Outten & Golden LLP, along with co-counsel, the Law Offices of Gregory R. Fidlon, P.C. of Atlanta, Georgia, represents a group of AllianceBernstein associate portfolio managers. AllianceBernstein is a global investment management firm providing investment services to clients. The Plaintiffs brought this case as a collective action under the FLSA and a class action under the New York Labor Law on behalf of themselves and other current and former APMs. Plaintiffs allege that AllianceBernstein associate portfolio managers were misclassified as exempt from the overtime pay requirements of the FLSA and New York Labor Law and seek unpaid overtime back pay, liquidated damages, attorneys’ fees and other relief.
The Plaintiffs allege that at AllianceBernstein, the associate portfolio manager position is an entry-level position with a standard job description that does not vary from office to office or department to department within the company. AllianceBernstein employs APMs in three portfolio management groups (“PMGs”): institutional equity, fixed income, and private client. The primary job of all AllianceBernstein associate portfolio managers is entering trade orders, which are clerical, data entry functions that involve minimal, if any, discretion or independent judgment. AllianceBernstein associate portfolio managers in all three sub-groups perform the same job duties and operate under the same reporting structure and deadlines. AllianceBernstein associate portfolio managers have no managerial job duties—they do not manage or supervise anyone, nor do they have authority to make operational decisions but must stay within AllianceBernstein’s set parameters. AllianceBernstein associate portfolio managers have little or no direct contact with clients and do not recommend investment options; AllianceBernstein’s research department and the client’s financial advisor perform those tasks.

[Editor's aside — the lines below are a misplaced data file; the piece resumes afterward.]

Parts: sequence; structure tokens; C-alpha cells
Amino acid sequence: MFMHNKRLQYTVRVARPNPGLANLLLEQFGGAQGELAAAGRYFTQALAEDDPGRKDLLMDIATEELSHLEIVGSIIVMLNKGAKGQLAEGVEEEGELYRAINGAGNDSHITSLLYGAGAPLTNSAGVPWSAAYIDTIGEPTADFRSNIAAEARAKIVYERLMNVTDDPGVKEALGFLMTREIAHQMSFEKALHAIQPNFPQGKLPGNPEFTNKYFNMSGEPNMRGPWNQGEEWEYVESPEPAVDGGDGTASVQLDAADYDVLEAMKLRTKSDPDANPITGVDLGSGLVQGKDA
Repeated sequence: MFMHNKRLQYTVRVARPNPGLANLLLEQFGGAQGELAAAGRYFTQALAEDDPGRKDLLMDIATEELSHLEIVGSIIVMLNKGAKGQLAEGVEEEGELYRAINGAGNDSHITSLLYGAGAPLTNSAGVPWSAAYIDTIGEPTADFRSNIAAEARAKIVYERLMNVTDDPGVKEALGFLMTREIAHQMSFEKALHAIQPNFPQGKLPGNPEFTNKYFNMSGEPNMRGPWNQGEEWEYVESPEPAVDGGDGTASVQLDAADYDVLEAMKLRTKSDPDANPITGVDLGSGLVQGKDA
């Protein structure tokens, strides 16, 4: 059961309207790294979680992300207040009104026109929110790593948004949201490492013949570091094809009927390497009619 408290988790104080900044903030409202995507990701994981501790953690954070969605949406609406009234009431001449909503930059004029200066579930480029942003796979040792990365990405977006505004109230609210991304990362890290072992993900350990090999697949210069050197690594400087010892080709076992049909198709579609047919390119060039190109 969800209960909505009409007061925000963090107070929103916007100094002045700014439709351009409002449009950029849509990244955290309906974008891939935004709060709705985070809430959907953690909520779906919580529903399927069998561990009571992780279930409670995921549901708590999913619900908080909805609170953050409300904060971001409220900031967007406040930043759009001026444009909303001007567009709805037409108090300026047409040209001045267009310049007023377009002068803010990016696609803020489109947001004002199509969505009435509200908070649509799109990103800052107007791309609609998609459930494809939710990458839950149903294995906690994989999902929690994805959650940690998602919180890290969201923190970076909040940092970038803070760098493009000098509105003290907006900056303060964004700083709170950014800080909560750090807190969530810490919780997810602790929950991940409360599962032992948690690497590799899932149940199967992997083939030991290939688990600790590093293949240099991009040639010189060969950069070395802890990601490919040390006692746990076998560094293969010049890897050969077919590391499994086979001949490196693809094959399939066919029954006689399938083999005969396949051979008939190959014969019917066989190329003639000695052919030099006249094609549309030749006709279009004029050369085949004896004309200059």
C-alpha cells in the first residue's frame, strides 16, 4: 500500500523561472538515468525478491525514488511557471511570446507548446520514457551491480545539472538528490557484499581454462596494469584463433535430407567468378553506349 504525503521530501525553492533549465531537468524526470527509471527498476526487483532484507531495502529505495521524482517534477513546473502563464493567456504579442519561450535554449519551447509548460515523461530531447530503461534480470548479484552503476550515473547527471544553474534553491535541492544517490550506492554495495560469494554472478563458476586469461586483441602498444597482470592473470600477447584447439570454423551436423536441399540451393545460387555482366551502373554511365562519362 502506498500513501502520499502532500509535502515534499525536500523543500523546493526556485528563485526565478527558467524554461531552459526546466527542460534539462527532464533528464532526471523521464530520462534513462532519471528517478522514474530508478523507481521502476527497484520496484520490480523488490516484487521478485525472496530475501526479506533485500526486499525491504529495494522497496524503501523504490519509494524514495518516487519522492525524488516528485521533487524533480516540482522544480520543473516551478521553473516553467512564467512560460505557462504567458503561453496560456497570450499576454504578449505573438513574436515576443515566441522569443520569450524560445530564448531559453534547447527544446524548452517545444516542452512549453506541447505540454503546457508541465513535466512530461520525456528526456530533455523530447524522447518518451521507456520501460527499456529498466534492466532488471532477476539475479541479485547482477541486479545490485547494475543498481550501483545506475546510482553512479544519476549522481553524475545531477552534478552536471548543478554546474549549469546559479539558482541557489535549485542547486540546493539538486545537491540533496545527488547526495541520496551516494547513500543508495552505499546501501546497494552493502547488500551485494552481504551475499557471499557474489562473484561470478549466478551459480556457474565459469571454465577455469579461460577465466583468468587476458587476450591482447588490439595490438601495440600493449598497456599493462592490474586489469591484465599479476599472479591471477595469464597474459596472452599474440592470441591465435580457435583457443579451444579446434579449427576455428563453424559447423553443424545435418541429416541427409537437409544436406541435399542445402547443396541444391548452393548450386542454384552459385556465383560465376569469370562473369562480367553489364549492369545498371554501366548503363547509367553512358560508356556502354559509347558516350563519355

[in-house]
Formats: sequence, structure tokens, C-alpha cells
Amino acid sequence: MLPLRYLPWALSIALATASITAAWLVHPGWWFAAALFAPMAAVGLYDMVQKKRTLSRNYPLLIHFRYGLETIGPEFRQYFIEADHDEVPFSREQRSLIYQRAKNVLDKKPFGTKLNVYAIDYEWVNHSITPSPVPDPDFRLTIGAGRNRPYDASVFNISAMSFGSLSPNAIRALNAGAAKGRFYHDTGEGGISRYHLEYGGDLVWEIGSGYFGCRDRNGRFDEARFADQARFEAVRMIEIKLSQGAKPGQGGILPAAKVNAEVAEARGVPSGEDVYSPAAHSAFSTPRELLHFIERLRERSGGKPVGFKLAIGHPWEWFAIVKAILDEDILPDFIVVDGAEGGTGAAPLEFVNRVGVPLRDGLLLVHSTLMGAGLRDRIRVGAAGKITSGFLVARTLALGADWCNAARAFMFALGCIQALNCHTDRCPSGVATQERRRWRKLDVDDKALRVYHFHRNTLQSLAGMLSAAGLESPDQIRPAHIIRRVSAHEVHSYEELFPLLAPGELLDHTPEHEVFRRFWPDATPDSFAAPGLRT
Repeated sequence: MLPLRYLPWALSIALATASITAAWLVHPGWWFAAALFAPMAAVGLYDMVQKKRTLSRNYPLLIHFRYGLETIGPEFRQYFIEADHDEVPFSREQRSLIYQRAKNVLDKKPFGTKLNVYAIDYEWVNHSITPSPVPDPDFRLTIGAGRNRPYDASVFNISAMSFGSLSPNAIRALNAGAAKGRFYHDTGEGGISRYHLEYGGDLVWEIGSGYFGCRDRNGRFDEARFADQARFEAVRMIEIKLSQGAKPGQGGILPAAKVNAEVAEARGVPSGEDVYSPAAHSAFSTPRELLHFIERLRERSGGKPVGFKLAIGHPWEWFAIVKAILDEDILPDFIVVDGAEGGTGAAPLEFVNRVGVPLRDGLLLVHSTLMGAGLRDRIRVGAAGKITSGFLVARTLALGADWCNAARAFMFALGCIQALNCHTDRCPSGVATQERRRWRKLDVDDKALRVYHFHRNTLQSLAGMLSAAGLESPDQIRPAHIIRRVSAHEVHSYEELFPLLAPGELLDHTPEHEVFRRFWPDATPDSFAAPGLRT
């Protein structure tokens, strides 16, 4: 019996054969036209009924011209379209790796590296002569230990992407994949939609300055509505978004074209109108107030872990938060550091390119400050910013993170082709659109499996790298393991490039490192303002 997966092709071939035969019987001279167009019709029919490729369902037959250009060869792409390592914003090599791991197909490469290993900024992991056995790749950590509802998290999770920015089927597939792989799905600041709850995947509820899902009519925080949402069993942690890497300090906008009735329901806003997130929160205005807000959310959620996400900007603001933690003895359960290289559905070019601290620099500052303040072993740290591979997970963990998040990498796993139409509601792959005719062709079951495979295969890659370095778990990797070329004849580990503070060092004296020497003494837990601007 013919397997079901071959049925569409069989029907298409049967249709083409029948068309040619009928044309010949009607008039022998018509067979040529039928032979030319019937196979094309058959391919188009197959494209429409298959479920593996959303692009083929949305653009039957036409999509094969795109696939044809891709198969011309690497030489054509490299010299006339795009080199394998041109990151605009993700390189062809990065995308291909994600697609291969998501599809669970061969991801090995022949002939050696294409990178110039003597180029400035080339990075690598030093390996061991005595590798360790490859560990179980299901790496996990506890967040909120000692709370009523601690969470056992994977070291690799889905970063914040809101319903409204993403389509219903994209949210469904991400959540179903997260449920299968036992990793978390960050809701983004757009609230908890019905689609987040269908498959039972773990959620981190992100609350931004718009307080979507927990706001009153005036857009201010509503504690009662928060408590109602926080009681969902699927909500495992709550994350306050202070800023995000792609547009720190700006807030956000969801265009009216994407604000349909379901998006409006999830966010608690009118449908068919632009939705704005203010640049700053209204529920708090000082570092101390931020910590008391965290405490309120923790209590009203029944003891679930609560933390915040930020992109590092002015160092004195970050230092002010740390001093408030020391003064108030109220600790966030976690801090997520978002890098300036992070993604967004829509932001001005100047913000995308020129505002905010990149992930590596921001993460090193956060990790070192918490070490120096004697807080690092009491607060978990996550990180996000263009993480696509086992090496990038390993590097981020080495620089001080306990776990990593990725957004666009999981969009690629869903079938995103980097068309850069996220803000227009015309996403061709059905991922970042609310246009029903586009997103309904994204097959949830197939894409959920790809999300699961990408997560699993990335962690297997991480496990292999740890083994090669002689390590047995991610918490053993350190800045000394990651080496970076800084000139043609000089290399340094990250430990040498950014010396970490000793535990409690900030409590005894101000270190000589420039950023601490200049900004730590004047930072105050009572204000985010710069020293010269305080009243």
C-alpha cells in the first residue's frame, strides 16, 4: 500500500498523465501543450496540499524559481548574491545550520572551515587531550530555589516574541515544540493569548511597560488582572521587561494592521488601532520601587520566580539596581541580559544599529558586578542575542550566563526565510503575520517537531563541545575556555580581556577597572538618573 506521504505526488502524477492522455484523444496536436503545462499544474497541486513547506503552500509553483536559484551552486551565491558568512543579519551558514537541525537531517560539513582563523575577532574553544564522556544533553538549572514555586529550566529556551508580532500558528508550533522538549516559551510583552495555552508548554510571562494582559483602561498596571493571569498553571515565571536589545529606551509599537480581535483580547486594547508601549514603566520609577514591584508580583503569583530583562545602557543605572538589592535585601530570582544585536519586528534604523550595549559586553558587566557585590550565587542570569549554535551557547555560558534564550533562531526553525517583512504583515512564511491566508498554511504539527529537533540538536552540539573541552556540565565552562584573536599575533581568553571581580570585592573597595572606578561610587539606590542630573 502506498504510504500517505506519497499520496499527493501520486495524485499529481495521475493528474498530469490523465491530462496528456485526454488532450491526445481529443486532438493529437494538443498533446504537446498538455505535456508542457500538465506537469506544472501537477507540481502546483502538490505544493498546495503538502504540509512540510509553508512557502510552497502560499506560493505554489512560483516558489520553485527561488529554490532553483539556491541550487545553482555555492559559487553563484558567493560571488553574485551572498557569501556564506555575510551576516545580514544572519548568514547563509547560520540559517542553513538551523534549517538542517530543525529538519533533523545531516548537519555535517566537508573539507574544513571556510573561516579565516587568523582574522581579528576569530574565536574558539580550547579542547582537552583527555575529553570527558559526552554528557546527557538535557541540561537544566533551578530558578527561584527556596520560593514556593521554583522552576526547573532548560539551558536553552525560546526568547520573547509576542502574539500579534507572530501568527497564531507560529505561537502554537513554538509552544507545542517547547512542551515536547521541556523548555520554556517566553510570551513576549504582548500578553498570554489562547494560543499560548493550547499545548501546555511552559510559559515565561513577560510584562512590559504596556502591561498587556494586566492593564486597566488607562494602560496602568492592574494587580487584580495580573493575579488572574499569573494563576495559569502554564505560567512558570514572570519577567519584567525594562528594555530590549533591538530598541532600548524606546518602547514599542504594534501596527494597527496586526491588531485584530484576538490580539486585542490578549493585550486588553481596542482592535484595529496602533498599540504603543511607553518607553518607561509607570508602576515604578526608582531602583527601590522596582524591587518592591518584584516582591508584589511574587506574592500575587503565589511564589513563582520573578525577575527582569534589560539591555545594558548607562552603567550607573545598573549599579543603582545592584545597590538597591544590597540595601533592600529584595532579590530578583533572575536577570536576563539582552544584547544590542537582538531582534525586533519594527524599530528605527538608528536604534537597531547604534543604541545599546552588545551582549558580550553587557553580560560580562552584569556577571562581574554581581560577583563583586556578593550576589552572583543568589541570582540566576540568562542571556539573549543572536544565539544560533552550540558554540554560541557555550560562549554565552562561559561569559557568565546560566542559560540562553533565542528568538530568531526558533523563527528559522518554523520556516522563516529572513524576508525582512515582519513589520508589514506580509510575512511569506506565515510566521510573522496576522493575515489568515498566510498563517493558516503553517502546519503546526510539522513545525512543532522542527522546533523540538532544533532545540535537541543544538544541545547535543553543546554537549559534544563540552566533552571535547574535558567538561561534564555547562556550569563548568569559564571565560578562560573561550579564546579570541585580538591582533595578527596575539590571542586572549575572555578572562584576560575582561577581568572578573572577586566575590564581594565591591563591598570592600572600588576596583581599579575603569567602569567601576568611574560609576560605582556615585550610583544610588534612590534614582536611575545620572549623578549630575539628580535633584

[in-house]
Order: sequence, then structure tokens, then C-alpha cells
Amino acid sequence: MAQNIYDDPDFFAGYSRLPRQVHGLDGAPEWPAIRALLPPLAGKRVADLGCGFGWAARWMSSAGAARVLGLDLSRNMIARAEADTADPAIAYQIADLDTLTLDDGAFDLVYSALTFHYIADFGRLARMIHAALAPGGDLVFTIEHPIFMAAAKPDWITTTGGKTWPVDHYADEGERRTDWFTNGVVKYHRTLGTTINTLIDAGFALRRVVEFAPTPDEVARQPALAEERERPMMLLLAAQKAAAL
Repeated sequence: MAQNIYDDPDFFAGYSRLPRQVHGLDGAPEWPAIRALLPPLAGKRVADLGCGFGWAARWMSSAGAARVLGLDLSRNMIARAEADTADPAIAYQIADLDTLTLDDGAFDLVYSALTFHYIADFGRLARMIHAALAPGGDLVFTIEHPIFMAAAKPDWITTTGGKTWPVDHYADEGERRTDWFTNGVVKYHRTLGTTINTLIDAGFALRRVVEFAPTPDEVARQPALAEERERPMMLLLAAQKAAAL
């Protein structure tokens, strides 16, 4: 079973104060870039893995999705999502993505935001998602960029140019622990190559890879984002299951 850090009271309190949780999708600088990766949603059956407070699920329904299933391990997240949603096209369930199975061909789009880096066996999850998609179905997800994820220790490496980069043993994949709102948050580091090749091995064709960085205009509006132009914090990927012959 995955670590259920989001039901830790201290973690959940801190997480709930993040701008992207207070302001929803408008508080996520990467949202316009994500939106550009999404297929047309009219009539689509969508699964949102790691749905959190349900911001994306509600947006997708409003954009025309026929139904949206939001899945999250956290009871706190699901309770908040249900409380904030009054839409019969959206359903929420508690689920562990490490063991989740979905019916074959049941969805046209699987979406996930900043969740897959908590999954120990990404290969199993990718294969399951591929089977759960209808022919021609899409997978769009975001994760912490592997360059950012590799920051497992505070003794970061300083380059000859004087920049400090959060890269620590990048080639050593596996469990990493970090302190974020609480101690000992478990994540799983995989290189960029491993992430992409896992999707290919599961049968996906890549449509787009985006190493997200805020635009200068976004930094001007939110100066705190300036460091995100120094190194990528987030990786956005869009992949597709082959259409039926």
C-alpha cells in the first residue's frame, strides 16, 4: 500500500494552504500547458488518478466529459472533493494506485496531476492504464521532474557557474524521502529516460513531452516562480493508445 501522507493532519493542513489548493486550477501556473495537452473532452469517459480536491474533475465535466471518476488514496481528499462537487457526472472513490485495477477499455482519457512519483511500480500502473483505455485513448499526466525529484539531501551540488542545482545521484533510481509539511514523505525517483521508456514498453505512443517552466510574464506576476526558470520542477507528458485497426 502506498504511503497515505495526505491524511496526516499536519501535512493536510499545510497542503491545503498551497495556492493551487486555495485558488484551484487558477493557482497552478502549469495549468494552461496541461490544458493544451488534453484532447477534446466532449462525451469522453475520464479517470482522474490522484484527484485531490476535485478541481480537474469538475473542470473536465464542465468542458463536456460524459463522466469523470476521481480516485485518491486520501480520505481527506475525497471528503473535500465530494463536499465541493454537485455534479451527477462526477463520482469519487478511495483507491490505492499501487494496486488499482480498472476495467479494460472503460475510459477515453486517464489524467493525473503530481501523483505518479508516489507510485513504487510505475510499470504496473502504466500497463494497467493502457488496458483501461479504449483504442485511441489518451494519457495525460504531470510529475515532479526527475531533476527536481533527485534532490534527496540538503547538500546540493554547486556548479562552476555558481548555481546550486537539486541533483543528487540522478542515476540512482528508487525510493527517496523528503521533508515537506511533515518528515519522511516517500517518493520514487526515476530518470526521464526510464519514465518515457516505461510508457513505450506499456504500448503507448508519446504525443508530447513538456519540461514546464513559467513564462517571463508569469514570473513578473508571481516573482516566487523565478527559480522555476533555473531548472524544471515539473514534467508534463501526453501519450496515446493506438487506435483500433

On July 20, 2011, Plaintiffs filed a motion for conditional certification of a collective action, asking the Court to require AllianceBernstein to provide them with contact information for all AllianceBernstein associate portfolio managers who worked at AllianceBernstein during the past three years and to authorize them to send them notice. In response, Defendants argued that the Supreme Court’s decision in Wal-Mart Stores, Inc. v. Dukes (“Dukes”) precluded a collective action. Plaintiffs responded that Dukes, an employment discrimination class action not an misclassification overtime lawsuit, has nothing to do with whether a collective action is appropriate in this case. The Plaintiffs here, unlike the plaintiffs in Dukes, challenge a specific, company-wide misclassification policy that applies to all AllianceBernstein associate portfolio managers in the same way – misclassifying AllianceBernstein associate portfolio managers as exempt from the overtime protections of the FLSA and the New York Labor Law. AllianceBernstein’s primary defense (the FLSA’s administrative exemption) also unites all class members because it turns on a common legal issue – whether the AllianceBernstein associate portfolio managers’ primary duty is administrative work or production work. Plaintiffs argued that it is production work under Davis v. J.P. Morgan Chase & Co., 587 F.3d 529, 531-34 (2d Cir. 2009), and is perfect for collective adjudication.
On August 24, 2011, the Court agreed with Plaintiffs that the case should be certified as a an FLSA collective action and granted Plaintiffs’ motion. Notice was mailed to all APMs within the relevant period on October 19, 2011.
(*Prior results do not guarantee a similar outcome.)